The premise behind "Crooked Numbers" is simple: Each month, the column commemorates the weird, wild and wholly unpredictable occurrences that take place throughout Minor League Baseball.
While the previous five editions of this column simply reviewed the events of the month that had just passed, this entry is a bit more unwieldy. Included are not only incidents from the final week of the regular season and the playoffs but also several that for whatever reason were not included previously. What can I say, except that this is the last "Crooked Numbers" of 2009 and I have a lot of ground to cover?
As always, feel free to get in touch to alert me to anything I have missed. The Minor Leagues are intimidatingly vast and I cannot go it alone. So keep those emails coming, and thanks for reading.
Doing It All: Sept. 4 decidedly was not just another day at the ballpark for active Minor League home run king Mike Hessman. In a game against Columbus, the Toledo Mud Hens veteran played all nine positions and went 1-for-5 with a single and four strikeouts. He also was caught stealing, suffered a blown save and was charged with the loss as the Clippers rallied for a 12-11 win.
Hessman took the mound in the ninth inning with the Mud Hens clinging to an 11-10 lead and retired the first two batters he faced. But three singles, a wild pitch and a throwing error resulted in two runs. "It was fun, but it was extremely frustrating," Hessman said of his eventful night.
Nothing Can Sit Atop A Volcano: The Salem-Keizer Volcanoes have won four straight Western Division titles in the Northwest League, an impressive feat in its own right. But even more impressive is that the club has not spent a single day out of first place during this time. To find the last time the Volcanoes weren't atop the division, one has to travel all the way back to Sept. 7, 2005.
Scholl On a Roll: Cedar Rapids reliever Chris Scholl finished up the 2009 campaign on an almost unfathomably high note: The 21-year-old righty did not allow a hit over his final 18 2/3 innings (spanning nine appearances), striking out 31 batters while walking nine. Scholl kept on rolling right into the playoffs -- he struck out seven over 2 1/3 hitless frames in his lone postseason appearance.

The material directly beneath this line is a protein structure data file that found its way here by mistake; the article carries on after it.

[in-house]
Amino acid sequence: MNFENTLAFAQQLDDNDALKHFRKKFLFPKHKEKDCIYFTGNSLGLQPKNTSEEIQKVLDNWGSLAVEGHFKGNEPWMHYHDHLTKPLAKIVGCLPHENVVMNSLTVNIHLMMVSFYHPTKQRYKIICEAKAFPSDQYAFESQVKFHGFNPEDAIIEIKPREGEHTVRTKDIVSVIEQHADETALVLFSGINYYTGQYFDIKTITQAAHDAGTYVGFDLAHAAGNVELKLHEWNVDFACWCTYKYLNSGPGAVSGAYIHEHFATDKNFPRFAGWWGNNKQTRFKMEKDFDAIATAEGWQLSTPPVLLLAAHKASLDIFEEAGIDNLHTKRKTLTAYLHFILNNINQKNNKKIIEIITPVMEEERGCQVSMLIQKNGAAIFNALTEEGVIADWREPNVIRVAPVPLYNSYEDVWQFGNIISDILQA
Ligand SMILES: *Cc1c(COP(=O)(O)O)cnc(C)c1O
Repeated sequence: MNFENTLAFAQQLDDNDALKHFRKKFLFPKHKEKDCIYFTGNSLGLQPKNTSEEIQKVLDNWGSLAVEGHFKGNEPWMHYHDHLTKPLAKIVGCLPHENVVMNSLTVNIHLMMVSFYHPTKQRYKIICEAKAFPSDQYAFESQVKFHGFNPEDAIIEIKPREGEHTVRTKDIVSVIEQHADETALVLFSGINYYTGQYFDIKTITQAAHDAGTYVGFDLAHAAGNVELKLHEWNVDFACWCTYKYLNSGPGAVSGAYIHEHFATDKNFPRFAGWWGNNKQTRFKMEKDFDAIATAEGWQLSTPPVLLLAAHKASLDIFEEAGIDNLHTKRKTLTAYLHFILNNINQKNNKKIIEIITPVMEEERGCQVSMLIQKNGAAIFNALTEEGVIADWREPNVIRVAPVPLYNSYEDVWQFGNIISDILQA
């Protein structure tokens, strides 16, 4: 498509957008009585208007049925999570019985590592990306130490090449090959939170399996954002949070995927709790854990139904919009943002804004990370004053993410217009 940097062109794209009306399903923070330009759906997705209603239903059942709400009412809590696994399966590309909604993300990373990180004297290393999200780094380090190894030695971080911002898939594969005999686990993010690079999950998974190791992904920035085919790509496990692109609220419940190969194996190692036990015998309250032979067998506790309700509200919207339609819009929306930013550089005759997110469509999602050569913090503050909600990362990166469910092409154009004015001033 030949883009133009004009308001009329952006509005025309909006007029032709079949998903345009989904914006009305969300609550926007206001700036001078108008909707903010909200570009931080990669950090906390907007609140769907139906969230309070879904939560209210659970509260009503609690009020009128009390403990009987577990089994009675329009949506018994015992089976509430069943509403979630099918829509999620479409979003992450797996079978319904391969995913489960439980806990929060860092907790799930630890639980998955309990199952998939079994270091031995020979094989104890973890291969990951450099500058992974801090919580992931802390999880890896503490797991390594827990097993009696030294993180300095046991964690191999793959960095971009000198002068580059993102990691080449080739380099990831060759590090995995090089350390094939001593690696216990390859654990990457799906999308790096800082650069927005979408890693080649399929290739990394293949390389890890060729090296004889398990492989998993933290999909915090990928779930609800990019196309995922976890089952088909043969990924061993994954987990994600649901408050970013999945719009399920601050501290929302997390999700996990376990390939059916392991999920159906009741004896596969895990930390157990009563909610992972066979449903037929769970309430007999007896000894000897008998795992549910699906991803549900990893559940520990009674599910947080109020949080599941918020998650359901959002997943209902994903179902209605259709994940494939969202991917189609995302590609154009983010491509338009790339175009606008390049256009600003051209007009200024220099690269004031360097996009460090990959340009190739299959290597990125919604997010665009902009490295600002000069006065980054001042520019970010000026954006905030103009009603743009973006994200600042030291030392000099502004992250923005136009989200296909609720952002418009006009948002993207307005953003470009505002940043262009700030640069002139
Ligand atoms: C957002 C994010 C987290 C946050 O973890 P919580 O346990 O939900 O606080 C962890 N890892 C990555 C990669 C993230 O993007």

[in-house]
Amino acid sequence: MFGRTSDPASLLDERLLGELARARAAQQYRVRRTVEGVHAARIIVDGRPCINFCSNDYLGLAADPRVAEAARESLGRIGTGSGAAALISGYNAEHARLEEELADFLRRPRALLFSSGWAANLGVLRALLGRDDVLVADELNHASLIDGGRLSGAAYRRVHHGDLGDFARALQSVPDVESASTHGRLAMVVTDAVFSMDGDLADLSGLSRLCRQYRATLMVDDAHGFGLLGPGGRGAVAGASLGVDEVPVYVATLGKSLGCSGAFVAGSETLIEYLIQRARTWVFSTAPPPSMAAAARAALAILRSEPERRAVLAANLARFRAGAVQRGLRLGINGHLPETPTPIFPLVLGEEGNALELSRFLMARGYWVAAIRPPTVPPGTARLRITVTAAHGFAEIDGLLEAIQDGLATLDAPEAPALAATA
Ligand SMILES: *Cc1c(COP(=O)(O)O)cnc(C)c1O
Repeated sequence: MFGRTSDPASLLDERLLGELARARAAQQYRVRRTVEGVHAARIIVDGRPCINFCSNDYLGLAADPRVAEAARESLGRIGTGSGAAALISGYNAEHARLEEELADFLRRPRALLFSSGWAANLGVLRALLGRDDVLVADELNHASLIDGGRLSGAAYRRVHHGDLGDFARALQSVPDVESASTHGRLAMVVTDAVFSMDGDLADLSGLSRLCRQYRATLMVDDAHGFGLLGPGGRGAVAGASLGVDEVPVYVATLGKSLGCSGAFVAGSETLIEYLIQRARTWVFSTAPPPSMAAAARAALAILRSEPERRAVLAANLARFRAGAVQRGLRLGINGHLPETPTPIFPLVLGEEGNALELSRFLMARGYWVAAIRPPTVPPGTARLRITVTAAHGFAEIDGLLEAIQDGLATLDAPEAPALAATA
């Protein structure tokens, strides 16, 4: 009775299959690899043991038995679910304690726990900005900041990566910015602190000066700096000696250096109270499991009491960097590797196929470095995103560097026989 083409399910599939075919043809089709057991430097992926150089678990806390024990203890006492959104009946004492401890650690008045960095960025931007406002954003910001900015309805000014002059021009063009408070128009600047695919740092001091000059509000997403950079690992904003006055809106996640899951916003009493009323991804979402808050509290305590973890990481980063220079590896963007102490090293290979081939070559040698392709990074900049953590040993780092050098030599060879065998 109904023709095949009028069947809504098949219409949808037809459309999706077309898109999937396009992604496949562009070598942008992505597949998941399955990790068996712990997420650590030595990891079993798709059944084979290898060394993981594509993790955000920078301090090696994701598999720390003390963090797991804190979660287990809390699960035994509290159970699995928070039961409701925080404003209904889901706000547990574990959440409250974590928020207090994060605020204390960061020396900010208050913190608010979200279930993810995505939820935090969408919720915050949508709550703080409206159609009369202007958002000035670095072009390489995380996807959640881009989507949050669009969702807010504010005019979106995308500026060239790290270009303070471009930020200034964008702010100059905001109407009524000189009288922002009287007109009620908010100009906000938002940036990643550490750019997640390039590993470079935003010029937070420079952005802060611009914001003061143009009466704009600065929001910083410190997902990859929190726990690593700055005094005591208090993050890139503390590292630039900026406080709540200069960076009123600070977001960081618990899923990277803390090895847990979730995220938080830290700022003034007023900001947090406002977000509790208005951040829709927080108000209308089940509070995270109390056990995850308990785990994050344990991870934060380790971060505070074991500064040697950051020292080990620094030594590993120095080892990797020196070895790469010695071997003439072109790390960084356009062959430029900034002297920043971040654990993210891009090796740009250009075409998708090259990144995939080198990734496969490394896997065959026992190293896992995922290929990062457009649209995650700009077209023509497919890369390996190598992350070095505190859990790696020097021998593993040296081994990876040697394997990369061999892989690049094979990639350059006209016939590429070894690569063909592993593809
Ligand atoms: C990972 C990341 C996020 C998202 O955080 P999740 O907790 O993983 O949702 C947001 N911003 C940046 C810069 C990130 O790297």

A Selfless Individual: Over his last nine games of the season, Lynchburg Hillcats infielder Jordy Mercer collected six sacrifice flies.
Half-and-Half: Before the Carolina League All-Star break, Hillcats reliever Michael Colla went 4-0 with an 0.96 ERA over 17 games, and opponents hit just .210 against him. After the break, he went 2-3 with a 6.87 ERA, and opponents batted .310.
Invoking a Loophole: Among players with enough at-bats to qualify for the Carolina League batting title, no one hit higher than Clint Robinson's .298. However, according to scoring rule 10.22(a), the title can go to a player "with fewer than the required number of plate appearances whose average would be the highest, if he were charged with the required number of plate appearances." That player would be Frederick Keys outfielder Robbie Widlansky, who hit .340 despite being 14 at-bats short of the minimum to qualify. If Widlansky had gone hitless in 14 additional at-bats, he would have hit .326. In fact, he would've had to go hitless over 47 at-bats for his average to fall below Robinson's .298.
Better Late Than Never: The Charleston RiverDogs beat the Rome Braves, 4-0 on Sept. 2, despite not recording their first hit until the 10th inning. Julio Teheran kept the RiverDogs hitless through seven frames and Angelo Paulino followed with two perfect innings. Paulino lost the no-hit bid when Abraham Almonte doubled leading off the 10th, but the game remained scoreless until the 13th. The RiverDogs finally broke through with four runs on four hits, an error and a sacrifice fly.
A Brief Krestalude: Helena's Damon Krestalude made nine starts this season and went 3-2 with a solid 3.33 ERA. Out of the bullpen, however, the 20-year-old Floridian went 0-2 with an 11.21 ERA in six appearances. He allowed more runs (24) over 17 2/3 innings in relief than he did over 51 1/3 as a starter (20).